Riad Des Remparts de Fès 
Derb  Miter Ain Zliten
30000 Fès - Medina Maroc
Phone : 00 212 535 63 88 55
[email protected].fr

Useful Information

Fes (Fez) is Morocco's oldest Imperial city and its "old town" is now a UNESCO World Heritage site. The Medina (old town) is called Fes el-Bali and behind its high walls is a magical, medieval city just teeming with life in every one of its 9000 narrow streets. Fes is the cultural and spiritual capital of Morocco and you'll certainly experience its vibrancy.  The new part of Fes, called ville nouvelle, was built by the French and is totally different from the medina. The wide boulevards are lined with modern shops and traffic is hectic. There's not much to see, but if you prefer larger Westernized hotels, this is where you'd stay.

When to Go to Fes

The best time to visit Fes is from September to November and April to June. It's not too hot and there are fewer tourists. The Fes Festival of World Sacred Music is usually held in June and is certainly worth planning your trip around.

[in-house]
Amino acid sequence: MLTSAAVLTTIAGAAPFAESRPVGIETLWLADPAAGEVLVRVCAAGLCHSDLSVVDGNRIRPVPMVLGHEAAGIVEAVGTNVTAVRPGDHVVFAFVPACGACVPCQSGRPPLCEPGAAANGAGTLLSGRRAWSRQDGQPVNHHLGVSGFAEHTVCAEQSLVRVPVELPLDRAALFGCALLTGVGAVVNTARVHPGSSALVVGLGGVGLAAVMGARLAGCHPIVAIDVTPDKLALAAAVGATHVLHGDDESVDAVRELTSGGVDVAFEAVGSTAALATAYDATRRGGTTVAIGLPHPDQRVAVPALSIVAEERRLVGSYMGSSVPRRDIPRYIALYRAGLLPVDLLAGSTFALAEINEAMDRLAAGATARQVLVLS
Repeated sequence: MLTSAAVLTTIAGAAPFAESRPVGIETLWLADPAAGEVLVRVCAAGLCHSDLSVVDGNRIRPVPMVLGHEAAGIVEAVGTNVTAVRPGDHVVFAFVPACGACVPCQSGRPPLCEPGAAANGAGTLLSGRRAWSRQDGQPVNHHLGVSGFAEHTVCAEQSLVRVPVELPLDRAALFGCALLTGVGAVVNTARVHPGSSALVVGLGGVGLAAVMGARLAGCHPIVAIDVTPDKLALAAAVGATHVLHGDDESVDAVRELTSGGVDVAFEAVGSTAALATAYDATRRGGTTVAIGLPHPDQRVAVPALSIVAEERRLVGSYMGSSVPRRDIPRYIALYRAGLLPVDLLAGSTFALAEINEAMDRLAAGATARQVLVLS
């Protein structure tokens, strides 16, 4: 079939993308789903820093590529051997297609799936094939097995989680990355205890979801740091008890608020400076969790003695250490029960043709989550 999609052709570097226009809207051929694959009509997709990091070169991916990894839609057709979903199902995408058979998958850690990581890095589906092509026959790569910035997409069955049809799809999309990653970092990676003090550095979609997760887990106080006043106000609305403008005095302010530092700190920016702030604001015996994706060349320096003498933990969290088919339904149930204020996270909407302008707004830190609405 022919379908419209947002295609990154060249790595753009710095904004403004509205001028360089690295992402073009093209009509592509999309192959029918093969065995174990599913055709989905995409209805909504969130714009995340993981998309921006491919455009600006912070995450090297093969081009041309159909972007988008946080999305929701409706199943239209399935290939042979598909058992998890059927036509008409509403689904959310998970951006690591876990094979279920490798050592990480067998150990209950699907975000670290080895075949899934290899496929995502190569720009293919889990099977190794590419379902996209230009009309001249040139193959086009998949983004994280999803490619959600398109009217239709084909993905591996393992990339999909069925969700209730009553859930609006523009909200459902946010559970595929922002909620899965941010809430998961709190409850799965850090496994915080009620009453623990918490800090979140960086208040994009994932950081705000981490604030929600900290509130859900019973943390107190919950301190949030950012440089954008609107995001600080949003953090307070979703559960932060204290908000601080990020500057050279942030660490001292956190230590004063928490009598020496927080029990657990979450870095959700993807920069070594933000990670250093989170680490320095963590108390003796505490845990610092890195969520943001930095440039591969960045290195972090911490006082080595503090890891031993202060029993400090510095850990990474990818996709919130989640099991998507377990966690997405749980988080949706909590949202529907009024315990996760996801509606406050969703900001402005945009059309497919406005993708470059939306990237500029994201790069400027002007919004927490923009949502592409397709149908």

What to See in Fes

Fes el-Bali
The biggest attraction in Fes is the entire old medina (Fes el-Bali)and the best way to get around it, to see (and find) its main sights, is to hire a guide through your hotel or Riad. A full day should cost around 250 dirhams. You can tell the guide exactly what you'd like to see, specify if you don't want to buy a carpet and tell him (or her) what language you prefer. Once you feel comfortable getting lost, there's no need for a guide anymore and you can simply rely on friendly shopkeepers to point you in the right direction or a good map.   The joy of old Fes is turning down little alleys and finding a donkey drinking from the most fabulously tiled fountain you'll ever see; watching local artisans at work; or ducking into a local Hammam and enjoying a good scrub (this is a good way to meet local women, if you're a woman too of course!)  There are two main alleys in old Fes, the Talaa Kebira and the Talaa Seghir. Both end up at the main gate of Bab Bou Jeloud. If you get lost, head for either of these, and ask for the direction of the Bab Bou Jeloud. The Bab Bou Jeloud is quite impressive, but it's the little square with rooftop restaurants that you'll enjoy even more. The Kasbah restaurant is decent and the service is pretty good; they don't mind you lingering over mint tea while you stare at the goings on below.